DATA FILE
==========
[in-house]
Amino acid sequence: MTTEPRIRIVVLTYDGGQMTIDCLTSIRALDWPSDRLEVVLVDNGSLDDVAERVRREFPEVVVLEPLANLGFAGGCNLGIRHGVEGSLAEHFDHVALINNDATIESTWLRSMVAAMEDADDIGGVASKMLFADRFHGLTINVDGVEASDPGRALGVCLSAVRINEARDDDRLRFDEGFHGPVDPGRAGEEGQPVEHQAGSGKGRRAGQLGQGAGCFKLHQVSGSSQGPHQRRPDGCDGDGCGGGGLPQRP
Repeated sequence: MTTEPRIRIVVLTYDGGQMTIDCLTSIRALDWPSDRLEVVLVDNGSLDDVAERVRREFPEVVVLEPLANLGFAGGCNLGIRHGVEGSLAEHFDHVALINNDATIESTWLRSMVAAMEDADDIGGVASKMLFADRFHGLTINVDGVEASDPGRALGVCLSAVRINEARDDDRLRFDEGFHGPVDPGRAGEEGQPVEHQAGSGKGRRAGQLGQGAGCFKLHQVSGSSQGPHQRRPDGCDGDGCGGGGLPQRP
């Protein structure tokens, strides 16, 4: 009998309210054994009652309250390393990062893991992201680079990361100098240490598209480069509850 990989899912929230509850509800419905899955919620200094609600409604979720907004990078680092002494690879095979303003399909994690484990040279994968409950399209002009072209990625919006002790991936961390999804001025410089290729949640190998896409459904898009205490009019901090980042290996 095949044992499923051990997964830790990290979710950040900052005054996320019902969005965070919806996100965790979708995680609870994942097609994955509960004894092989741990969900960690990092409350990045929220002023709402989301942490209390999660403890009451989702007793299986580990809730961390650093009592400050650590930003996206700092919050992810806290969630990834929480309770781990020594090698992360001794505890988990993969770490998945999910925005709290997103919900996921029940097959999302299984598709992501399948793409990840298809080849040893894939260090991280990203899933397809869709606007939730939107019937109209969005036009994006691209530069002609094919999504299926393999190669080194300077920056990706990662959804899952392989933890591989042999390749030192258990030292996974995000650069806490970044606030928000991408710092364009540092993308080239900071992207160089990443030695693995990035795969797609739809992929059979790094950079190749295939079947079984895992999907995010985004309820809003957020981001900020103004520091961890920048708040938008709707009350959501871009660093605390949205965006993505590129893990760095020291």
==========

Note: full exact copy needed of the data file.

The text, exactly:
[in-house]
Amino acid sequence: MTTEPRIRIVVLTYDGGQMTIDCLTSIRALDWPSDRLEVVLVDNGSLDDVAERVRREFPEVVVLEPLANLGFAGGCNLGIRHGVEGSLAEHFDHVALINNDATIESTWLRSMVAAMEDADDIGGVASKMLFADRFHGLTINVDGVEASDPGRALGVCLSAVRINEARDDDRLRFDEGFHGPVDPGRAGEEGQPVEHQAGSGKGRRAGQLGQGAGCFKLHQVSGSSQGPHQRRPDGCDGDGCGGGGLPQRP
Repeated sequence: MTTEPRIRIVVLTYDGGQMTIDCLTSIRALDWPSDRLEVVLVDNGSLDDVAERVRREFPEVVVLEPLANLGFAGGCNLGIRHGVEGSLAEHFDHVALINNDATIESTWLRSMVAAMEDADDIGGVASKMLFADRFHGLTINVDGVEASDPGRALGVCLSAVRINEARDDDRLRFDEGFHGPVDPGRAGEEGQPVEHQAGSGKGRRAGQLGQGAGCFKLHQVSGSSQGPHQRRPDGCDGDGCGGGGLPQRP
């Protein structure tokens, strides 16, 4: 009998309210054994009652309250390393990062893991992201680079990361100098240490598209480069509850 990989899912929230509850509800419905899955919620200094609600409604979720907004990078680092002494690879095979303003399909994690484990040279994968409950399209002009072209990625919006002790991936961390999804001025410089290729949640190998896409459904898009205490009019901090980042290996 095949044992499923051990997964830790990290979710950040900052005054996320019902969005965070919806996100965790979708995680609870994942097609994955509960004894092989741990969900960690990092409350990045929220002023709402989301942490209390999660403890009451989702007793299986580990809730961390650093009592400050650590930003996206700092919050992810806290969630990834929480309770781990020594090698992360001794505890988990993969770490998945999910925005709290997103919900996921029940097959999302299984598709992501399948793409990840298809080849040893894939260090991280990203899933397809869709606007939730939107019937109209969005036009994006691209530069002609094919999504299926393999190669080194300077920056990706990662959804899952392989933890591989042999390749030192258990030292996974995000650069806490970044606030928000991408710092364009540092993308080239900071992207160089990443030695693995990035795969797609739809992929059979790094950079190749295939079947079984895992999907995010985004309820809003957020981001900020103004520091961890920048708040938008709707009350959501871009660093605390949205965006993505590129893990760095020291």